“We had 10 years after the Cold War to build a New World Order and yet we squandered them,” he said.
Gorbachev: US Imperialists could start new Cold War
By Adrian Blomfield and Mike Smith in Paris
Mikhail Gorbachev has accused the United States of mounting an imperialist conspiracy against Russia that could push the world into a new Cold War.
With Dmitry Medvedev due to be inaugurated today as Russian president, the Soviet Union’s last leader said that the White House’s claims of peaceful intentions towards its former superpower rival could no longer be trusted.
Delivering one of his most scathing attacks on the US, Mr Gorbachev told The Daily Telegraph that a US military build-up was under way to contain a resurgent Russia.
From Nato’s expansion plans in the former Soviet Union to Washington’s proposals for a bigger defence budget and a missile shield in central Europe, the US was deliberately quashing hopes for permanent peace with Russia, Mr Gorbachev said.
“We had 10 years after the Cold War to build a new world order and yet we squandered them,” he said.
“The United States cannot tolerate anyone acting independently.
“Every US president has to have a war.”
The 1990 Nobel Peace Prize winner’s denunciation of the US mirrors the most belligerently anti-Western speeches of Vladimir Putin – who is said to consult Mr Gorbachev on foreign policy matters.
Mr Putin may be switching jobs to become prime minister, but many expect him to remain the most powerful figure in Russian politics.
Mr Gorbachev hinted that the former KGB spy could still direct Russia’s foreign policy, leaving President Medvedev – seen by some as more liberal than his mentor – to concentrate on internal matters.
Yet if Washington blames Mr Putin’s self-aggrandising rhetoric for the worst crisis in East-West relations since the Cold War, for Mr Gorbachev the blame lies entirely with the administration of President George W Bush.
“The problem is not with Russia,” he said, speaking at a friend’s château outside Paris.
“Russia does not have enemies and Putin is not going to start a war against the United States or any other country for that matter.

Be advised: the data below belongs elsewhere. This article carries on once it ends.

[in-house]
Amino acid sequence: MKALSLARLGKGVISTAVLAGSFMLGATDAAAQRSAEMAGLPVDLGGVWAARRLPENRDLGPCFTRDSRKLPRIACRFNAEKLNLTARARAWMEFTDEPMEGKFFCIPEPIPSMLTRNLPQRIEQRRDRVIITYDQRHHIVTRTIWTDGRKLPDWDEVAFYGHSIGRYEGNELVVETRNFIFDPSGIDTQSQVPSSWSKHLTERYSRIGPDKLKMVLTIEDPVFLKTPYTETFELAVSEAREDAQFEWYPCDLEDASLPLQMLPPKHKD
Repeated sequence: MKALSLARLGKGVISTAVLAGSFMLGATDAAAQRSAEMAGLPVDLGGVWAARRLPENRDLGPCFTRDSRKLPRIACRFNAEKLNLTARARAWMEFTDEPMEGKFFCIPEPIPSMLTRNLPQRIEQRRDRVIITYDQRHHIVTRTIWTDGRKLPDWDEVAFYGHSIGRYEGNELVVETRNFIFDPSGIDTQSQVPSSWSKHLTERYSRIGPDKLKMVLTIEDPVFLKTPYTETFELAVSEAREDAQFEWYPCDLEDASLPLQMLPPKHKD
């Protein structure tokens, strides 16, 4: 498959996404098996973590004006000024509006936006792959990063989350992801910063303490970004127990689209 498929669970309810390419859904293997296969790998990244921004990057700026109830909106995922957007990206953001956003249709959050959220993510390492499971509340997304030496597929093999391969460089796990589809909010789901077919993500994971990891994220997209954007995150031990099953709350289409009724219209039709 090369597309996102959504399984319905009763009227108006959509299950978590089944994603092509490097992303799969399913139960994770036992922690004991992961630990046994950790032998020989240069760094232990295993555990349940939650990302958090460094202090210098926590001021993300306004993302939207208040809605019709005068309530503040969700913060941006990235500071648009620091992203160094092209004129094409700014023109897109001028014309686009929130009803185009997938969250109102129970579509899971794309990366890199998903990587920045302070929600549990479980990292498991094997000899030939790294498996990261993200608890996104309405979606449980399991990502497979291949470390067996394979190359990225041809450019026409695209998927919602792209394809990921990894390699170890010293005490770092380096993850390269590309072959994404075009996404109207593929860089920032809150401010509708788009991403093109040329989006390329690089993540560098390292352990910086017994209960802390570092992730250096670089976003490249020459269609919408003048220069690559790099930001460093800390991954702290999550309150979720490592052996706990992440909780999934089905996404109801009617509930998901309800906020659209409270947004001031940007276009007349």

“Yet we see the United States approving a military budget and the defence secretary pledging to strengthen conventional forces because of the possibility of a war with China or Russia.
“I sometimes have a feeling that the United States is going to wage war against the entire world.”
Last year, Robert Gates, the US defence secretary, told a congressional committee that America needed to boost military spending to counter myriad threats including the “uncertain paths of China and Russia”.
Those comments caused uproar in Russia, with pro-Kremlin newspapers claiming they heralded the start of a new Cold War.
Tensions have already been heightened by a US proposal to build a missile defence shield in Poland and the Czech Republic to counter a nuclear strike by Iran.
Mr Gorbachev, however, claimed the plans were an aggressive act against Russia.
“Erecting elements of missile defence is taking the arms race to the next level,” he said. “It is a very dangerous step.”
Relations have further deteriorated after Nato promised eventual membership to Georgia and Ukraine, a move interpreted by Mr Gorbachev as an attempt to extend America’s sphere of influence into Russia’s backyard.
“The Americans promised that Nato wouldn’t move beyond the boundaries of Germany after the Cold War but now half of central and eastern Europe are members, so what happened to their promises? It shows they cannot be trusted.”
For a man hailed as one of the heroes of the 20th century, Mr Gorbachev, now 77, often sounded like the ageing hardliners he struggled against in the Kremlin during the 1980s.
He railed against a “military-industrial complex” that he insisted was the “real government” of the US and, quoting a Russian documentary on state television, suggested that Margaret Thatcher had supplied weapons to Chechen terrorists.
Still, while Mr Gorbachev may be delighted by the rebirth of what many see as Russian imperialism, many wonder whether he approves of the way in which Mr Putin has eroded freedom of expression to such an extent that some claim glasnost is dead.
“I do not think that glasnost is dead in Russia,” he said.
“There is a phenomenon in the West to criticise Putin’s domestic record. But in Russia he has mass support. His popularity ratings are 70 to 80 percent.
“Is this not democracy?”